Marching for Madame Victoire, 20 Years after the Rwandan Genocide
Twenty years after the Rwandan Genocide, supporters of Rwandan political prisoner Victoire Ingabire marched in Brussels, Belgium on February 22, 2014 to call for the freedom of Victoire Ingabire and all Rwandan political prisoners. They denounced the Rwandan Supreme Court’s December ruling on Ingabire's appeal, which increased her sentence from eight to fifteen years. Ingabire was convicted of inciting the Rwandan people to rise up against the government, conspiring to destabilize Rwanda and voicing disagreement with the official history of the Rwandan Genocide.
KPFA Evening News Anchor Sharon Sobotta: Supporters of political prisoner Victoire Ingabire marched in Brussels, Belgium today to denounce the Rwandan Supreme Court’s December ruling, which increased her sentence on appeal. Today's demonstrators were also calling for the release for all of Rwanda'a political prisoners. KPFA’s Ann Garrison has more.
KPFA/Ann Garrison: While Victoire Ingabire’s supporters marched in Brussels today, her British lawyer iain Edwards said that he is still waiting for a translation of the ruling, from Kinyarwanda to English, before saying whether or not they will appeal beyond Rwanda, to a regional court or to the African Court of Human and Peoples’ Rights.
In 2010, when Ingabire attempted to run against sitting President Paul Kagame, she told KPFA that extremists on both sides, Hutu and Tutsi, had committed crimes before, during and after the 100 days of the Rwandan Genocide, and that both sides should have to answer to the International Criminal Tribunal on Rwanda, where only Hutu people have been charged. Marceline Nduyumana, of the Womens' International Network for Democracy and Peace, said that Ingabire is in prison because she dared to say what many people in Rwanda knew but are afraid to say.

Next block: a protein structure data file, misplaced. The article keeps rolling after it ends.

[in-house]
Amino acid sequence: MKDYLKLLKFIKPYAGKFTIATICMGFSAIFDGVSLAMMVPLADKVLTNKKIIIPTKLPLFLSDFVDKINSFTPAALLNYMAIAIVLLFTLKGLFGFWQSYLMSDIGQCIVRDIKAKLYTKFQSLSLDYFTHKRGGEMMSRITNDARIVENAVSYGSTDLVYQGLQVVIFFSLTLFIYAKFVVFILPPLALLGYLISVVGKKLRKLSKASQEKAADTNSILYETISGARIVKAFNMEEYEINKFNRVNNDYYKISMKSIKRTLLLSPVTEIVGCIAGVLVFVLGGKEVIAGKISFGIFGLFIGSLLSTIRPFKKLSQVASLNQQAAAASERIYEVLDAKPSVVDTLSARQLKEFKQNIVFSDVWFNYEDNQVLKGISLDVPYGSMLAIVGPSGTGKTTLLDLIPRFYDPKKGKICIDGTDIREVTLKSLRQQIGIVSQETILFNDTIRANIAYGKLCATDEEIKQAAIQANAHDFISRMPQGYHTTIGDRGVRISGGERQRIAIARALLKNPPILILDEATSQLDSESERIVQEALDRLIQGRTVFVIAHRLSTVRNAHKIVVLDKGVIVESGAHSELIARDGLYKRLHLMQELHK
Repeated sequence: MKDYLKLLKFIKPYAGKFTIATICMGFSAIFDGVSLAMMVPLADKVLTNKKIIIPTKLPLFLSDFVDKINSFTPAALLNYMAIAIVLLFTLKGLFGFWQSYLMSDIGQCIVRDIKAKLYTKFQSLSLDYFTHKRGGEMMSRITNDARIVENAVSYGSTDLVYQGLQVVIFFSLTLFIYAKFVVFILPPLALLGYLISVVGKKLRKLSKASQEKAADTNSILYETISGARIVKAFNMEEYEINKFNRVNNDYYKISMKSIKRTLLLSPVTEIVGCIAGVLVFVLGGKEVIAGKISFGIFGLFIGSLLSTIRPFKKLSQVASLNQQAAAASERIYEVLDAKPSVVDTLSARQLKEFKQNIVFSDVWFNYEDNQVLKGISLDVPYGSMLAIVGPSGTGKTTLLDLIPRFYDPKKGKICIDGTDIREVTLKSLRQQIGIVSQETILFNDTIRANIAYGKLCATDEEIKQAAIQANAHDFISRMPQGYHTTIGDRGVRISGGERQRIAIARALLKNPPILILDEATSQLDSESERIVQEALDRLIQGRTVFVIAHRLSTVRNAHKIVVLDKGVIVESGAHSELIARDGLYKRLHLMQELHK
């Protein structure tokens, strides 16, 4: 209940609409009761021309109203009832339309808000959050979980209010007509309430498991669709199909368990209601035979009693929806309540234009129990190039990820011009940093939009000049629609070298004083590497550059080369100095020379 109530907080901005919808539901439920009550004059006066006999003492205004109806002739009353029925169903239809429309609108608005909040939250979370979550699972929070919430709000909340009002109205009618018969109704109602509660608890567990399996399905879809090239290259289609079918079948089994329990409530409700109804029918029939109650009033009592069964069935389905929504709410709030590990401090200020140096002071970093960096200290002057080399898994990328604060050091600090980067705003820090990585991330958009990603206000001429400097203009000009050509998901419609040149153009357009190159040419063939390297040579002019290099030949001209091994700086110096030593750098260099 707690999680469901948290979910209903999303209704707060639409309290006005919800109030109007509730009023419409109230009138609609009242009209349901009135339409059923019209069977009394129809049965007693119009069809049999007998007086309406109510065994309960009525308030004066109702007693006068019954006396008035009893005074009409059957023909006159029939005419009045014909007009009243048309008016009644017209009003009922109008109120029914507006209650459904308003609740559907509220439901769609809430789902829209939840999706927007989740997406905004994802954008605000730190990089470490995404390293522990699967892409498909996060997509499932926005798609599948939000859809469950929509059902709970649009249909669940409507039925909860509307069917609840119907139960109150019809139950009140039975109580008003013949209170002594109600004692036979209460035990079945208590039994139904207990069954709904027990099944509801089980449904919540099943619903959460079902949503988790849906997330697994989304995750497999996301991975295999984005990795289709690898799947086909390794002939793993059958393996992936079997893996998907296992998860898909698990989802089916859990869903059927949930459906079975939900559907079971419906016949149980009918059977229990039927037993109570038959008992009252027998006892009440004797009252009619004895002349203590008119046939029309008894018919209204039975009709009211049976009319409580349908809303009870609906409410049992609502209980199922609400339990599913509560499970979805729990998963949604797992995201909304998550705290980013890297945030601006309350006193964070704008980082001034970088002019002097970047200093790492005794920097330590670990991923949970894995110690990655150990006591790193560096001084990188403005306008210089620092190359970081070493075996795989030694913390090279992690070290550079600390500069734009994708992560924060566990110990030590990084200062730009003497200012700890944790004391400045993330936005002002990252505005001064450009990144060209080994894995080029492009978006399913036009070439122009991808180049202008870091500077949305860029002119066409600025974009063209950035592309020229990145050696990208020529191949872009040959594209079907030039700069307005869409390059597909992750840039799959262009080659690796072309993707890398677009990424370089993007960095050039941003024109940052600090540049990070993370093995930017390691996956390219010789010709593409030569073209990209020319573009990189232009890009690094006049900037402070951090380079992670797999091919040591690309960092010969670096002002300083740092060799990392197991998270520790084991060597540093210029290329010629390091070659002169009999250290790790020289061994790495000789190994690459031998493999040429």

Marceline Nduwamungu: In Rwanda now, people are fearful. They don't talk easily. So when she arrived there, she said things that can't be said there. So the government said that she was trying to rise people against the government, because when she arrived there, she said that all what happened in Rwanda . . . all those people who have done bad things in the genocide, on both sides, because in all there is the Tutsi side and the Hutu side. . . now the Hutu side was dealt with in the International Criminal Tribunal in Arusha, she asked that the other side also answer the charges against it. And then the government didn't want to hear that, so she was put in prison and now she's still there and has to pass her 15 years inside.
KPFA: This year is the 20th anniversary of what came to be known as the Rwanda Genocide, and commemorations are planned around the world. The official account which was codified by an Amendment to the Rwandan Constitution, has served as an appeal for Western military intervention, as in LIbya, Syria, South Sudan, and the Central African Republic, and an excuse for Rwandan President Paul Kagame’s 18 years of overt and covert war in the Democratic Republic of the Congo. Kagame has always said that he was compelled to defend Rwanda against a Rwandan refugee army in the Democratic Republic of the Congo, despite abundant evidence that the Rwandan army was instead smuggling minerals from Congo to Rwanda for sale on the international market.